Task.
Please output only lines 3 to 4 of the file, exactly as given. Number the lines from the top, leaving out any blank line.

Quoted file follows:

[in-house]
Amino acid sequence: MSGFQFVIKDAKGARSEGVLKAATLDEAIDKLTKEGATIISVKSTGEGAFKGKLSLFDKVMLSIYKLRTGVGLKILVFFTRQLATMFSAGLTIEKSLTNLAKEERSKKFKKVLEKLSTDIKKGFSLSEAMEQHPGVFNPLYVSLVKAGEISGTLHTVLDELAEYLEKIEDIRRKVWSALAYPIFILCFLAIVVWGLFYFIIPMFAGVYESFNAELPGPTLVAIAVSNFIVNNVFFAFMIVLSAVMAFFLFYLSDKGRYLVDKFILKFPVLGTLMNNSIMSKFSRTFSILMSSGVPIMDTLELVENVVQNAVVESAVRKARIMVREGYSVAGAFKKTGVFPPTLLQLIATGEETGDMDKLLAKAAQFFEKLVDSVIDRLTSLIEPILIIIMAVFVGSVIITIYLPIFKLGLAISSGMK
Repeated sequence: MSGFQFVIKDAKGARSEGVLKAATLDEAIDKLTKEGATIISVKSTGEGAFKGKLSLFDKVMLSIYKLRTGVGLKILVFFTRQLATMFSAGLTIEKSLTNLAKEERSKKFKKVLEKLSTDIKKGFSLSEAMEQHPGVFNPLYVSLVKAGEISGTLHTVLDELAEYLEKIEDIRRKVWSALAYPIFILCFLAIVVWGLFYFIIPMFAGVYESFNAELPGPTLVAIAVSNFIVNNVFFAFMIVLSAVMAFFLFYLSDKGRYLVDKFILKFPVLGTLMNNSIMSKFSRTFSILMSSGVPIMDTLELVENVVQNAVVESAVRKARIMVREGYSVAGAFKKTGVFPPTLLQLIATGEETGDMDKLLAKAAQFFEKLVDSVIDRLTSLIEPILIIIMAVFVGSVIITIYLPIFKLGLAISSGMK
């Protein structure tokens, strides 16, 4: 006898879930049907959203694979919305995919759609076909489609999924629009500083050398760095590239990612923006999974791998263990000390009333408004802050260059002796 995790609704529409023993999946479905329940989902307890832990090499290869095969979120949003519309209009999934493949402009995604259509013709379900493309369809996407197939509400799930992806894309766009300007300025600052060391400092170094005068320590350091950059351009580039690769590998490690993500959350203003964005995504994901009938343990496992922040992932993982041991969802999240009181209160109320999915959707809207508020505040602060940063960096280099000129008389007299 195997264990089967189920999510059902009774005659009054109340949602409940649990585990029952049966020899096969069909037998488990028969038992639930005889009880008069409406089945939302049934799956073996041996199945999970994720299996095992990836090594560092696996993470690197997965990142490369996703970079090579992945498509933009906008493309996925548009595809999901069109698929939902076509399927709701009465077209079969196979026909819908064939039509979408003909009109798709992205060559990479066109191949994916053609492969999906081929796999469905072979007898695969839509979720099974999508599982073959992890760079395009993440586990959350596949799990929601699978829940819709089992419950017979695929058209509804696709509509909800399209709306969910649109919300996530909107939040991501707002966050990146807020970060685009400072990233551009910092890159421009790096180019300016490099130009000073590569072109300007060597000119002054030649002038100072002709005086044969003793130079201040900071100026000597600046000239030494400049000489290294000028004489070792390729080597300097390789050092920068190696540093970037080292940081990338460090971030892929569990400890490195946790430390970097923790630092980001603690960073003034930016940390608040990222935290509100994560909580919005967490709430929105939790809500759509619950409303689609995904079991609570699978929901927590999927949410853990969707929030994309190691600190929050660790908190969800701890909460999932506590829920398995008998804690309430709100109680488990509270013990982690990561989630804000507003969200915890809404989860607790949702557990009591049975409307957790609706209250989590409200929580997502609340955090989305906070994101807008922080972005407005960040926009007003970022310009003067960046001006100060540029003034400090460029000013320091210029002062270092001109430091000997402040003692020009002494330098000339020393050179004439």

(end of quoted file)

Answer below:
Repeated sequence: MSGFQFVIKDAKGARSEGVLKAATLDEAIDKLTKEGATIISVKSTGEGAFKGKLSLFDKVMLSIYKLRTGVGLKILVFFTRQLATMFSAGLTIEKSLTNLAKEERSKKFKKVLEKLSTDIKKGFSLSEAMEQHPGVFNPLYVSLVKAGEISGTLHTVLDELAEYLEKIEDIRRKVWSALAYPIFILCFLAIVVWGLFYFIIPMFAGVYESFNAELPGPTLVAIAVSNFIVNNVFFAFMIVLSAVMAFFLFYLSDKGRYLVDKFILKFPVLGTLMNNSIMSKFSRTFSILMSSGVPIMDTLELVENVVQNAVVESAVRKARIMVREGYSVAGAFKKTGVFPPTLLQLIATGEETGDMDKLLAKAAQFFEKLVDSVIDRLTSLIEPILIIIMAVFVGSVIITIYLPIFKLGLAISSGMK
């Protein structure tokens, strides 16, 4: 006898879930049907959203694979919305995919759609076909489609999924629009500083050398760095590239990612923006999974791998263990000390009333408004802050260059002796 995790609704529409023993999946479905329940989902307890832990090499290869095969979120949003519309209009999934493949402009995604259509013709379900493309369809996407197939509400799930992806894309766009300007300025600052060391400092170094005068320590350091950059351009580039690769590998490690993500959350203003964005995504994901009938343990496992922040992932993982041991969802999240009181209160109320999915959707809207508020505040602060940063960096280099000129008389007299 195997264990089967189920999510059902009774005659009054109340949602409940649990585990029952049966020899096969069909037998488990028969038992639930005889009880008069409406089945939302049934799956073996041996199945999970994720299996095992990836090594560092696996993470690197997965990142490369996703970079090579992945498509933009906008493309996925548009595809999901069109698929939902076509399927709701009465077209079969196979026909819908064939039509979408003909009109798709992205060559990479066109191949994916053609492969999906081929796999469905072979007898695969839509979720099974999508599982073959992890760079395009993440586990959350596949799990929601699978829940819709089992419950017979695929058209509804696709509509909800399209709306969910649109919300996530909107939040991501707002966050990146807020970060685009400072990233551009910092890159421009790096180019300016490099130009000073590569072109300007060597000119002054030649002038100072002709005086044969003793130079201040900071100026000597600046000239030494400049000489290294000028004489070792390729080597300097390789050092920068190696540093970037080292940081990338460090971030892929569990400890490195946790430390970097923790630092980001603690960073003034930016940390608040990222935290509100994560909580919005967490709430929105939790809500759509619950409303689609995904079991609570699978929901927590999927949410853990969707929030994309190691600190929050660790908190969800701890909460999932506590829920398995008998804690309430709100109680488990509270013990982690990561989630804000507003969200915890809404989860607790949702557990009591049975409307957790609706209250989590409200929580997502609340955090989305906070994101807008922080972005407005960040926009007003970022310009003067960046001006100060540029003034400090460029000013320091210029002062270092001109430091000997402040003692020009002494330098000339020393050179004439």